f. Water may be added to reduce the strength to the desired retail level.
g. There is no restriction on the colouring of distilled gin with approved colourings.
London Gin is made in a traditional still by re-distilling ethyl alcohol in the presence of all natural flavourings used.
a. The ethyl alcohol used to distil London Gin must be of a higher quality than the standard laid down for ethyl alcohol. The methanol level in the ethyl alcohol must not exceed a maximum of 5 grams per hectolitre of 100% vol. alcohol.
b. The flavourings used must all be approved natural flavourings and they must impart the flavour during the distillation process.
c. The use of artificial flavourings is not permitted.
d. The resultant distillate must have a minimum strength of 70% ABV.
e. No flavourings can be added after distillation.
f. Further ethyl alcohol may be added after distillation provided it is of the same standard.
g. A small amount of sweetening may be added after distillation provided the sugars do not exceed 0.5 grams/litre of finished product (the sugar is not discernible and is added to some products purely for brand protection purposes).
h. The only other substance that may be added is water.
i. London Gin cannot be coloured.
(source: The Gin and Vodka Association; http://www.ginvodka.org/londongin/)
Until recently, the legal definition for London (or London dry) gin was simply ‘a type of distilled gin’. The above regulations were passed in 2008 as a measure to protect the style of London dry. It should be noted that London dry gin does not have to come from London.
Plymouth Gin is a style of gin that by law can only be produced in Plymouth, England. It is a ‘Protected Geographical Indication’ within the European Union. Dry in style yet more rounded and balanced than London dry gin. Smooth and creamy with an oily character, it has very little bitterness and a long finish.
Xoriguer (‘sho-re-gher’) is the only other gin with a protected geographical origin, and is from Minorca. It is based on grape rather than grain spirit and is distilled straight to bottling strength, 38%, without being diluted. It has a style somewhere between genever and gin, being slightly sweet and fairly full-flavoured.
Old Tom Gin
Before the development of London dry, Old Tom was the dominant style of gin. Similar to genever and Xoriguer, it is a sweeter style of gin, and would have been heavier flavoured than today’s gins, primarily to disguise the rough flavour of the impure spirit. It is all but extinct now, although some companies have attempted to recreate the style.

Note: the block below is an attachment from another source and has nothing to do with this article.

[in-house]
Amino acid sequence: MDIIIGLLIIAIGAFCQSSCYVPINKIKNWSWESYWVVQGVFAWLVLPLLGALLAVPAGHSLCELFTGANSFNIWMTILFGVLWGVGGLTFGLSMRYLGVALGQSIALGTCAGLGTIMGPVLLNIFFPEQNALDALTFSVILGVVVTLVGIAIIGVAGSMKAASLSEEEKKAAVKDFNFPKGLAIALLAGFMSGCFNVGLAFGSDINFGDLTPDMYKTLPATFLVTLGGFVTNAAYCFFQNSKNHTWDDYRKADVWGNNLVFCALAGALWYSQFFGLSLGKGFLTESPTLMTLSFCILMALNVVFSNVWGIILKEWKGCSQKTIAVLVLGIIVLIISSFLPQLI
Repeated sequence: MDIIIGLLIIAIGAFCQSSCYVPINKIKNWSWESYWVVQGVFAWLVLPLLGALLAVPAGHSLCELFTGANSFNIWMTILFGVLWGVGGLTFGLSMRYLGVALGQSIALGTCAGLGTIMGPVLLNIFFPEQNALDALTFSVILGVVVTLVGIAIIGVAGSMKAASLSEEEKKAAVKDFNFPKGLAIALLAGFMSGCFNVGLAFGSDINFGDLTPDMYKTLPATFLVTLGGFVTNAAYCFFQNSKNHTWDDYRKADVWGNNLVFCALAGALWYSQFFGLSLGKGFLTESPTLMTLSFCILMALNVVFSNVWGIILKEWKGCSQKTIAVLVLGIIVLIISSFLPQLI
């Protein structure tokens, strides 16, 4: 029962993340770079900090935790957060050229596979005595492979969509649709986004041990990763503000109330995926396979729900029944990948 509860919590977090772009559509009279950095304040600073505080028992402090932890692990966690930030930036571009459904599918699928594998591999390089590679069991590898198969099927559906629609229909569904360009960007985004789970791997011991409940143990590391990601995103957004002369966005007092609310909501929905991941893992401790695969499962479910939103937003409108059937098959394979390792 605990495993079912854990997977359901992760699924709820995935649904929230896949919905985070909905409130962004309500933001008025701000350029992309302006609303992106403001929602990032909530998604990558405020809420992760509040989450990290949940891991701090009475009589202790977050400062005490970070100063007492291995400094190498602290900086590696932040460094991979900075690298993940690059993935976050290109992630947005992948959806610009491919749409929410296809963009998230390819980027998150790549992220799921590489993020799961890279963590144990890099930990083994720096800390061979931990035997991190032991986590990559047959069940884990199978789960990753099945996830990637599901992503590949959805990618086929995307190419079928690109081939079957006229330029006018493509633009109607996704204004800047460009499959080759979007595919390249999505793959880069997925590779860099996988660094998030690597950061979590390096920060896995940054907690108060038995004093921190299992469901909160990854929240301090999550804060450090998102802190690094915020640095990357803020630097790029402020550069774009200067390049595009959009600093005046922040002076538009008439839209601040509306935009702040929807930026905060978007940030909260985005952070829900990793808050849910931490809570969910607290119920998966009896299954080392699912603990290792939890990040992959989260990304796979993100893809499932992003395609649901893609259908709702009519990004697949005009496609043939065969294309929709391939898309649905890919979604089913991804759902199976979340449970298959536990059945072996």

Genever differs from gin in that although it is flavoured with juniper, the taste need not be discernable. Also, it tends to be a blend of two different spirits, the first being a neutral grain spirit redistilled with juniper and other flavourings, the second being a more fully flavoured pot-distilled spirit based on malted barley, known as moutwijn (‘malt-wine’). The proportion in which these two are blended determines the style. ‘Jonge’ (‘young’) genever generally only contains around 5% moutwijn. The name ‘young’ refers not to the age, but to the fact that it is a more modern style of genever. ‘Oude’ (‘old’) genever, by contrast, is a fuller, more traditional style, and legally must contain at least 15% moutwijn. They are sometimes cask aged. ‘Korenwijn’ (‘corn-wine’) genevers must contain at least 51% moutwijn and are generally aged in casks. ‘Roggenaer’ designates a genever which is based on rye malt.
Sloe (and Damson) Gin
Not technically a gin but rather a liqueur; it is a sweetened spirit that is traditionally made by infusing sloes (fruit of the blackthorn tree) in gin. Alternatively, an ‘autumn’ fruit such as damson can be used. It is often considered a traditional winter warmer. Sweet fruit flavours with a slight bitterness followed by a dry finish. Drink straight in a small glass or in a variety of cocktails.
As detailed above, gin must be predominantly flavoured with juniper (although this is somewhat hard to quantify and many modern gins owe their success to having a flavour profile very light in juniper). Other classic botanicals include: coriander seed, angelica root, liquorice, lemon peel, orange peel, orris root, cassia bark Gin production can be split into two main categories: cold compounded and distilled. Cold compounded gin is made by simply adding botanicals or flavourings to neural spirit and allowing it to macerate. Gins made in this fashion are generally cheaper but don’t hold their flavours as well as their distilled counterparts.